In the ninth episode of our ‘Nothing In Particular (NIP)’ podcast, we talk about the good, the bad, and the ugly side of Censorship. And we are joined by a returning special guest N Madhu – known to many of this blog’s readers as the Reluctant Bookworm.
Together, we discuss how censorship has a growing role to play in the classic literature taught in classrooms and popular movies to the everyday social interactions. The Charlie Hebdo incident is debated. Salman Rushdie’s Satanic Verses is trashed. And the question arises – how liberal is liberalism if it denies freedom of speech and expression? Or is there a line where we need to control the content that is out there?
In the eighth episode of our ‘Nothing In Particular (NIP)’ podcast, we talk about something that is an unavoidable part of our lives. Some refer to it as the root of all evil. Others are ready to sell their grandmothers for it. And a few distribute it for the greater good.
Yep, wealth. Money. Cash. Property. Credit balance. Call it what you will. The chances are that you have already thought about it today. We discuss how different generations seem to value wealth differently, and the ways in which income disparities affect national politics. Also, breaking news (well, sort of) about a Nigerian millionaire.
In the seventh episode of our ‘Nothing In Particular (NIP)’ podcast, we start off by talking about the racist subtexts in drop-down menus of Indian matrimony websites, and the things that people did with horses during the 14th century. Then, we keep it together and discuss hobbies.
Is a hobby supposed to be a gateway into a more meaningful activity? Or just something to stop you from becoming homicidal? We offer some tips to help you find one that can be sustainable. And find out which exhilarating hobby helped in spreading camaraderie, during the 80s, in South India.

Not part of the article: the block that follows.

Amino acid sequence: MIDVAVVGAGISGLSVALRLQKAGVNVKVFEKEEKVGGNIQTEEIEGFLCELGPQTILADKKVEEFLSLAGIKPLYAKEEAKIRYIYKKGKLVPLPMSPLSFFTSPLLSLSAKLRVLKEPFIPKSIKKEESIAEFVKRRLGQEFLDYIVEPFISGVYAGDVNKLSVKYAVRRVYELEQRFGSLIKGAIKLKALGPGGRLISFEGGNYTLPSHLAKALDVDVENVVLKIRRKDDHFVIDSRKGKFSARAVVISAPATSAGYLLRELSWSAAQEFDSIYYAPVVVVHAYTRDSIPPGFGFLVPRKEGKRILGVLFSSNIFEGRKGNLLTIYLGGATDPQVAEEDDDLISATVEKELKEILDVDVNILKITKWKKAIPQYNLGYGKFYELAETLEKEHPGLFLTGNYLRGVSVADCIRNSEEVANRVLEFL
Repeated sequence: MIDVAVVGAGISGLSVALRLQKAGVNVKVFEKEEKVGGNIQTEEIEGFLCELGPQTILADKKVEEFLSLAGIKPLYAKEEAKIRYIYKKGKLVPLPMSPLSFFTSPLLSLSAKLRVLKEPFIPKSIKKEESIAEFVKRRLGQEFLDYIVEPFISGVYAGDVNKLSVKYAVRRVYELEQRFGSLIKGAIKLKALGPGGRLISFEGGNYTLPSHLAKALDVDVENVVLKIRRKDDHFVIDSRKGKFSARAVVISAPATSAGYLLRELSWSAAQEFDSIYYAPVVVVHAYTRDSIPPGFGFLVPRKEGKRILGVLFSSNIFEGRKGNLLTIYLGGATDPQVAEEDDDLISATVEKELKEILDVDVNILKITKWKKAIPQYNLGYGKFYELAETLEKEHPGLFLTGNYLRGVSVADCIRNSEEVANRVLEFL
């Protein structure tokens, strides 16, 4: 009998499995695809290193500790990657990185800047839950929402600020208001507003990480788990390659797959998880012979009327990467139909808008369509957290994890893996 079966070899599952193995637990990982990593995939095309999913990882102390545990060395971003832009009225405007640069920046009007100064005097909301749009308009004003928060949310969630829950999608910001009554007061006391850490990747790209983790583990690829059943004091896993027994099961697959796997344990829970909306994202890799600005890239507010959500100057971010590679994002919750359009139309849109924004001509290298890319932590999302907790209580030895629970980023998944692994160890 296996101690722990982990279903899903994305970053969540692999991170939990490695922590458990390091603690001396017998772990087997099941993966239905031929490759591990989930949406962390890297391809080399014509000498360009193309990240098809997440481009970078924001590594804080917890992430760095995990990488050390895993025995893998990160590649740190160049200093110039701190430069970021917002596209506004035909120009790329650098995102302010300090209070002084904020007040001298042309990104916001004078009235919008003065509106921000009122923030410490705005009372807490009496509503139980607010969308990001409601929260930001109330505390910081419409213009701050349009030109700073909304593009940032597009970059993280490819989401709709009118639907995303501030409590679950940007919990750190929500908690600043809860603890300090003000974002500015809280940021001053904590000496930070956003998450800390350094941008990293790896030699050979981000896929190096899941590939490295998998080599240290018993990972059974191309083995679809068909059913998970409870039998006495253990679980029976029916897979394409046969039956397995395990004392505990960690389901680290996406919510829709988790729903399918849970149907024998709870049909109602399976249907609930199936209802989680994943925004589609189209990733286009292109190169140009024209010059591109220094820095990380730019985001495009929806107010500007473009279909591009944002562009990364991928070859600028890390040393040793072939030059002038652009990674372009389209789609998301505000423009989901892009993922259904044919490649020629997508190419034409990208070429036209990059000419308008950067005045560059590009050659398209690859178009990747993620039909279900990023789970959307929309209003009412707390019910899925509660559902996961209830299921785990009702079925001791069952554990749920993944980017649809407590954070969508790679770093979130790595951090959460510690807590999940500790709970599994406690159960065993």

Check out the second episode of the ‘Nothing in Particular (NIP)’ podcast in which we talk about books, bibliophiles, e-readers, emoticons and everything else in-between. We are excited about this one because we are joined by our dear friend and your friendly neighborhood reluctant bookworm – Madhu Nair.
It is true that all good things come to an end. They simply must. Otherwise, bad things will happen. And then, we will be running around, as though fire ants were snacking on our brain tissues, wondering where it all went wrong.
The daily challenges faced by many people in my country do not bother me as much as they used to. Because I let go of the guilt of having had a more privileged upbringing. And I am not skilled enough to fight the system by tweeting about how unfair everything is.
What really bothers me is when the unwritten rules of social conduct are broken. For instance, some of us try to get inside the elevator even when its doors are closing. We do not consider it impolite to ask people to delay their routines because of our selfishness.
Why must anyone set aside their priorities to deal with ours? We are not chasing after Mad Max in a lawless dessert. Unless there is an emergency, we must follow certain rules of social conduct. We simply cannot be inconsiderate of the lives of strangers. Whether or not they can fly is a different matter altogether.